Mayor Nenshi apologizes to Ontario Premier for 'petulant behaviour' in the legislature
Published Friday, May 27, 2016 5:23AM MDT Last Updated Friday, May 27, 2016 6:54PM MDT
Ontario Premier Kathleen Wynne met with Calgary's mayor on Friday as part of her mission to build on ties between her province and Alberta and Nenshi started the meeting by apologizing for the 'childish' behavior she was shown in the legislature on Thursday.
Wynne’s visit to the city comes a day after she met with Premier Notley in Edmonton, where the two announced they would be working together on strategies to manage climate change.
A memorandum of understanding was signed between the two provinces, pledging to pursue clean energy technology to cut down on greenhouse gas emissions.
Both governments will be looking at ways to cut emissions in the areas of transportation and natural resource production.
The two premiers also spoke about the future of pipelines in Canada and other projects, including a solar array facility in southern Alberta that will create 500 jobs and will open in two years.
“We expect today’s memorandum of understanding to result in similar successful investments which will benefit both of our provinces, our economies and our environment,” Notley said on Thursday.
But Wynne's welcome wasn't cheered by everyone in the Legislature.
When the premier was introduced on Thursday, she did receive applause from members, but most of the Wildrose members remained seated, including leader Brian Jean.
To make matters worse, Wildrose finance critic Derek Fildebrandt questioned the value the meeting between the two premiers had for Alberta.
"Today, we welcomed Ontario Premier Kathleen Wynne to the Legislative Assembly. While I am sure their talk session was valuable, we aren't sure what benefit Albertans can get from Ontario's emissions plan. For power consumers it's meant skyrocketing power bills, massive subsidies to unprofitable initiatives and Auditor General's reports into billions in wasted tax dollars.
"A few months ago, our premier praised the Ontario plan. Is the premier still endorsing this plan and, if so, what part does she think will benefit Albertans?"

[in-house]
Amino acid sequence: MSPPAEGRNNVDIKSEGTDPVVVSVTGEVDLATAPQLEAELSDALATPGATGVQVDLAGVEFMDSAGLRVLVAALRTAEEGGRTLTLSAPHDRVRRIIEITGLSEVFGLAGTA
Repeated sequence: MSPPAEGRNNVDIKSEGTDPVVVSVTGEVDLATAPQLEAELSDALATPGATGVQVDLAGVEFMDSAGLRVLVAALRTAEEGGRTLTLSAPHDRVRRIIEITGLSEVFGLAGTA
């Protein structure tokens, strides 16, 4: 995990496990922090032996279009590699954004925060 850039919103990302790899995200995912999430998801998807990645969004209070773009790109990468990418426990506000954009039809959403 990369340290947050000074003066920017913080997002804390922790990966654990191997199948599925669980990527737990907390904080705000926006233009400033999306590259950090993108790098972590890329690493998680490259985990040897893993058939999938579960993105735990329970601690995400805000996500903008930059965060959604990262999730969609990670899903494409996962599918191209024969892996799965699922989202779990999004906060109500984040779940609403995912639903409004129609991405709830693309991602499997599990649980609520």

On Friday morning, Wynne met with Mayor Nenshi and spoke with him in his office about a number of issues.
Nenshi says he didn't agree with the sentiment expressed by the Wildrose.
"This first thing I did today was apologize on behalf of all the people of Calgary for the childish, petulant behaviour in the Legislature yesterday. Albertans are more polite than that. We treat guests with courtesy and particularly, when we are talking about issues of national importance like pipelines, we treat guests with courtesy. I was quite surprised to see the so-called shadow finance minister who has yet to reveal any shadow budget or any ideas whatsoever about the province treat a guest in that matter and I did apologize."
Nenshi said that Wynne told him that she was fine with the criticism, going so far as to say she is used to dealing with such comments in her own legislature.
The lone Liberal in the legislature, David Swann, also apologized to Wynne as well on Friday.
"The behaviour of some members of the official Opposition leaves me shocked and saddened," Swann said in a statement.
"The treatment of Ms. Wynne -- the legislature's guest of honour -- showed the worst form of partisan politics and was utterly against not only tradition, but common decency."
Meanwhile, Nenshi said that he and Wynne also spoke about pipelines, climate change and particularly pressed her on clarifying her conditions about the controversial Energy East pipeline.
"She reiterated that she is in favour of that pipeline but those principles must be met."
Nenshi says they also discussed other energy sources such as natural gas and electricity, in particular Ontario's experience in shutting down coal and what Alberta can learn from that.
He also added that Wynne brought up a topic that he has been very enthusiastic about.
"Very interestingly, she was very interested in talking about a new tripartite relationship between provinces, citiies and the federal government to look at how to build infrastructure," Nenshi said. "I hope that that's something that other premiers will also press at the Council of the Federation of Businesses this summer."
Following a tour of the GE Customer Innovation Centre in Calgary, Wynne will met with business leaders at the Chamber of Commerce.
Wynne, during a speech to business leaders, said that Ontario and Alberta no longer see each other as "rivals"
She said that her thoughts are still with the victims of the Fort McMurray wildfire. Ontario has been very supportive in the fight against the blaze, sending a number of firefighters to aid the effort and holding numerous fundraisers for the Red Cross.
(With files from The Canadian Press)